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Informed Consent: What Your Doctor Is Required to Disclose

informed consentYou have the right to be informed about the risks of any proposed procedure or treatment by your doctor beforehand. This is known as informed consent. If your doctor fails to give you informed consent and you suffer injuries as a result, you may be able to hold your doctor responsible for medical malpractice.

What Must Be Disclosed When Giving Informed Consent?

Informed consent is important because it provides you with information that can help you decide to undergo a test, procedure, or treatment. A doctor is required to provide basic but vital information to you so you can make an informed decision regarding whether you should proceed.

Your doctor should advise you on the following:

  • Description of the procedure or treatment
  • Why the procedure or treatment is necessary, and what the outcome should be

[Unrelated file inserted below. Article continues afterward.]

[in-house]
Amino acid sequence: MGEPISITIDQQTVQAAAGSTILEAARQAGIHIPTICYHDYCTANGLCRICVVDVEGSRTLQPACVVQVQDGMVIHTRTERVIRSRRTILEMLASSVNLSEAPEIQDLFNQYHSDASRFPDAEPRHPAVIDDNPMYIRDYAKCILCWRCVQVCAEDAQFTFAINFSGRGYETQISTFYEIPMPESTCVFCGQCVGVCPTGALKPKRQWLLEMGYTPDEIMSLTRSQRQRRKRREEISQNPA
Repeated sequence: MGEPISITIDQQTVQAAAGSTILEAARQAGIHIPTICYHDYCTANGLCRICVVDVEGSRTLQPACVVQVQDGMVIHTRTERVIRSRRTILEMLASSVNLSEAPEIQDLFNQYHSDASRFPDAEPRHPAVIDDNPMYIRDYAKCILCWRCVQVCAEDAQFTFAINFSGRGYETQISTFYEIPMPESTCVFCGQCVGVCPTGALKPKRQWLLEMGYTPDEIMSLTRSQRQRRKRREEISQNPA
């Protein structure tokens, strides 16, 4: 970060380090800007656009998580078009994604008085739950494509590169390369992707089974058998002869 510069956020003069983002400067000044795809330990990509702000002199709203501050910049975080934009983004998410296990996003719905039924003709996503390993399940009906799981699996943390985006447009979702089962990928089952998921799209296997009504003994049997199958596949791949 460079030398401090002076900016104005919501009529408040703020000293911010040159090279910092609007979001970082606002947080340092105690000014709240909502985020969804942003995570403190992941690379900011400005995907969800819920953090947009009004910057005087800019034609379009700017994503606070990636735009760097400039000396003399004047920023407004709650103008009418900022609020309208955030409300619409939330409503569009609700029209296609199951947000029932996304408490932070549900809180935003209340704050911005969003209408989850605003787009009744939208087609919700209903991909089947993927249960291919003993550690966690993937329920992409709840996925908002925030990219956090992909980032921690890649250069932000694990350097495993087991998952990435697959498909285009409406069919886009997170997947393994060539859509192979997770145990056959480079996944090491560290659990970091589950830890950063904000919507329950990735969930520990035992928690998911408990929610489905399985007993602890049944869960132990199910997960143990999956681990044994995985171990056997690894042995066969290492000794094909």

• An explanation of the risks and possible complications
  • A discussion of alternative procedures and treatments, and their complications and risks
  • The likelihood that the procedure or treatment will be successful

You should be given time to ask follow-up questions and to consider your decision. If your treatment options are changed, your doctor should request your informed consent before starting this new treatment.

Many patients are given a form to read and sign, but informed consent is more than this. Even if you sign such a form, you could be entitled to compensation if your doctor didn't give the required disclosures to you. In order to have a claim for medical malpractice, you would need to show:

  • Your doctor failed to disclose a material risk.
  • You wouldn't have agreed to the treatment if the risk had been disclosed.
  • You suffered injuries.
     

Even if your doctor did the procedure correctly, this isn't a defense.

If you were not provided with informed consent, you may be entitled to compensation for your medical bills, lost wages, and emotional distress. However, Idaho’s medical malpractice laws are complex and confusing, so it's best to have an experienced attorney walk you through the process. Fill out my online form or call me today at 888.716.8021 to schedule a free, no-obligation appointment.